How long have you been a county commissioner?
Thirteen good, short years so far.
Prior to your election, what kind of work did you do? How did you get interested in running for office?
I worked 12-hour shifts for an electrical power generation company, and I continued working there for some years in addition to serving as county commissioner until I retired from the electrical plant. While I’m no kind of politician, it occurred to me one day that being a county commissioner could be a very interesting job. I began talking about it with friends and family and our church family. I went onward from there to win two hotly contested elections in 2006.
What was the biggest surprise or adjustment after taking office?
Working for years in a high-tech electrical plant, the different ways that the county used (and did not use) technology of various ages and stages was a surprise for me. With my experience in electrical generation, it was also surprising how much the county was paying in electrical bills, so I tackled that issue as one of my first cost-saving projects. I’ve created and overseen initiatives to help our county use electricity more efficiently, which has saved local taxpayers hundreds of thousands of dollars. I also led efforts to install new technology to document and control the costs of everyday county and precinct-level activities.
What are some of the most difficult challenges you have faced and what advice would you give your peers across the state that may face the same or similar challenges?
As a county commissioner, it’s sometimes hard to not feel like you’re being pulled one way or another by people or agendas. For us near the Gulf Coast, dealing with hurricanes is always challenging, and Hurricane Harvey caused massive destruction across our county and region that we’re still working to recover from. My advice in facing challenges, particularly when high emotions or heavy politics are involved, is to stay true to yourself, God and the people you work for. While surprises may still arise, things will be all right in the end. Be polite and be persistent and treat everyone like a friend until they give you good reason to treat them otherwise.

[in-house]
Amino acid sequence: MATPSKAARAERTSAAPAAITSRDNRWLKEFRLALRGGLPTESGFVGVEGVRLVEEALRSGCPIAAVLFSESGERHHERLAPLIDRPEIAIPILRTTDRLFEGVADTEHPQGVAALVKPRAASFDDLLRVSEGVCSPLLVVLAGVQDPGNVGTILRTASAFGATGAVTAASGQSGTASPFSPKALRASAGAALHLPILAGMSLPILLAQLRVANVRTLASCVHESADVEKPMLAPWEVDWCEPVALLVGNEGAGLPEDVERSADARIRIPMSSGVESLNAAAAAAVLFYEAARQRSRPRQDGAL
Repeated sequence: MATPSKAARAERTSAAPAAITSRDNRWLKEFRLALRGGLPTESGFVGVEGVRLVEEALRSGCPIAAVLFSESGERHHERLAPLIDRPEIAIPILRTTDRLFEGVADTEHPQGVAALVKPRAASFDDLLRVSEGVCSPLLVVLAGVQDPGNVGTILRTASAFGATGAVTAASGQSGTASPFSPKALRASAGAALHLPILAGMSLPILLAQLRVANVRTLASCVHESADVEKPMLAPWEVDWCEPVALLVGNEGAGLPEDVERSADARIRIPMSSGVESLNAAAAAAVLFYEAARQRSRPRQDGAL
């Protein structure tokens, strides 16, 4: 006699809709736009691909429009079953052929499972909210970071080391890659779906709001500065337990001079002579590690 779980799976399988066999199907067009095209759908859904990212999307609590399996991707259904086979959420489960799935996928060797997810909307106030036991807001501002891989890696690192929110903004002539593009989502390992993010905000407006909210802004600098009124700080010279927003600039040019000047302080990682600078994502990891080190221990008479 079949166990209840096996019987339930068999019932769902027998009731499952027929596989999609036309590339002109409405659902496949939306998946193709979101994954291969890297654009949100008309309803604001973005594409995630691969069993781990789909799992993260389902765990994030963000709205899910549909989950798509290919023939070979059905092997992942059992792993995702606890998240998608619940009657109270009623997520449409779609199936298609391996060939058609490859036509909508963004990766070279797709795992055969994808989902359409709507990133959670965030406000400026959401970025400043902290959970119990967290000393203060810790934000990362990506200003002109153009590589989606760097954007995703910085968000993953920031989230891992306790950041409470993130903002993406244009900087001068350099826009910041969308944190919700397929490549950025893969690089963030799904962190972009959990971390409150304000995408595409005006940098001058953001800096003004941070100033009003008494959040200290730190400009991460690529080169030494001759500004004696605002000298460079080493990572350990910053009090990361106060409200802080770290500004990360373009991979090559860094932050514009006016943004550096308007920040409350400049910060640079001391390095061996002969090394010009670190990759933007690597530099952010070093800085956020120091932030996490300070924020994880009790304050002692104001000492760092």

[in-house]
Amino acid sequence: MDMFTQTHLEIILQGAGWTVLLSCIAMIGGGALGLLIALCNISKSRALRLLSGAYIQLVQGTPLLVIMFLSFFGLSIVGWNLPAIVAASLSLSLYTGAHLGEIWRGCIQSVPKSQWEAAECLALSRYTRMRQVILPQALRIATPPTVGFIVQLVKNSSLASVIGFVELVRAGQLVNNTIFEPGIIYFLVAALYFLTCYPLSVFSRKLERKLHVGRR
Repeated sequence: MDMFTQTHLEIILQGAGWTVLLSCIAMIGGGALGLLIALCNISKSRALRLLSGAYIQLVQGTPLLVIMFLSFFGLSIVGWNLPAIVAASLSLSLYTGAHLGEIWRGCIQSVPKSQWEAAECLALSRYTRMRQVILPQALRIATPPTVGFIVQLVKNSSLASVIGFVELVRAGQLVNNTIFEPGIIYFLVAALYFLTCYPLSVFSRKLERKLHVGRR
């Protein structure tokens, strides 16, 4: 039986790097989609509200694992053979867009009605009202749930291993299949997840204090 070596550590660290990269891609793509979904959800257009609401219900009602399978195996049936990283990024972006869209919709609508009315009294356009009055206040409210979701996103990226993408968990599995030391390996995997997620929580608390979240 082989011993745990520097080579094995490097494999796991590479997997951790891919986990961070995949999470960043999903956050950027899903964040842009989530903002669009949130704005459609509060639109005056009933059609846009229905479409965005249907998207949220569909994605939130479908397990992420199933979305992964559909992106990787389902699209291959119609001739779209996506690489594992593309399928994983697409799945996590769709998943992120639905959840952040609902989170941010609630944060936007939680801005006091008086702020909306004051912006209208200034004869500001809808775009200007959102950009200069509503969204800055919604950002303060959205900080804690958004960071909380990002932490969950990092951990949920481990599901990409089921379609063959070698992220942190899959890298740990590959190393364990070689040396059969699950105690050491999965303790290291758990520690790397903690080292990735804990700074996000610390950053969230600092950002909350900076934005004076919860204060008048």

Since taking office, what accomplishment are you most proud of?
We’ve made a lot of progress, so it’s hard to name just one thing. After Hurricane Harvey smashed into us in 2017, I coordinated with two of the other commissioners in cleaning up countless tons of debris as we completed the largest debris pickup we’ve dealt with since Hurricane Carla roared through Victoria County in 1961. I’ve been deeply involved in efforts to improve fire protection and safety at our juvenile justice center, while ending the cycle of local taxpayers unnecessarily subsidizing the detention of juveniles from other counties. I was also chosen to represent counties across Texas in an initiative to improve the Texas Department of Transportation’s bridge replacement program. Our precinct has used this program to replace several outdated bridges at no cost to the county, as well as building 100 miles of county roads. I have been a voting member of the South Texas regional water planning group for 10 years, and since 2015, I’ve served on the executive committee for our water region, giving Victoria County a vital voice in ongoing decision-making about water issues.
What do you find are the most successful methods for reaching out to the residents of Victoria County to communicate what your office is doing and why?
Victoria has a daily newspaper and a TV station, and it’s important to be up front in keeping the media and local residents informed about the when and why of what’s going on, particularly in the precinct. Facebook can be very useful in getting out day-to-day information about things like road issues and bridge closures and for keeping people regularly updated on the progress of precinct projects. It’s always vital to fully engage the brain before putting the mouth in gear, and to remember that the good Lord gave us two ears to listen and only one mouth to talk for good reason.
When you are not at work, what are you doing? Do you have any hobbies or something unique that you are interested in that may surprise your colleagues?
I have a small family Brahman cattle ranching operation, and it takes a certain special desire to raise those “sweet tempered” Brahmans. I love spending time with family and my precious granddaughters, and I especially enjoy our dove hunting adventures together!
What is your favorite thing about Victoria County?
The people in Victoria County are some of the best you’ll meet anywhere, and visitors are often surprised by how people from many different backgrounds have come together here at the “crossroads of Texas” over the years to build a better life for themselves and for future generations.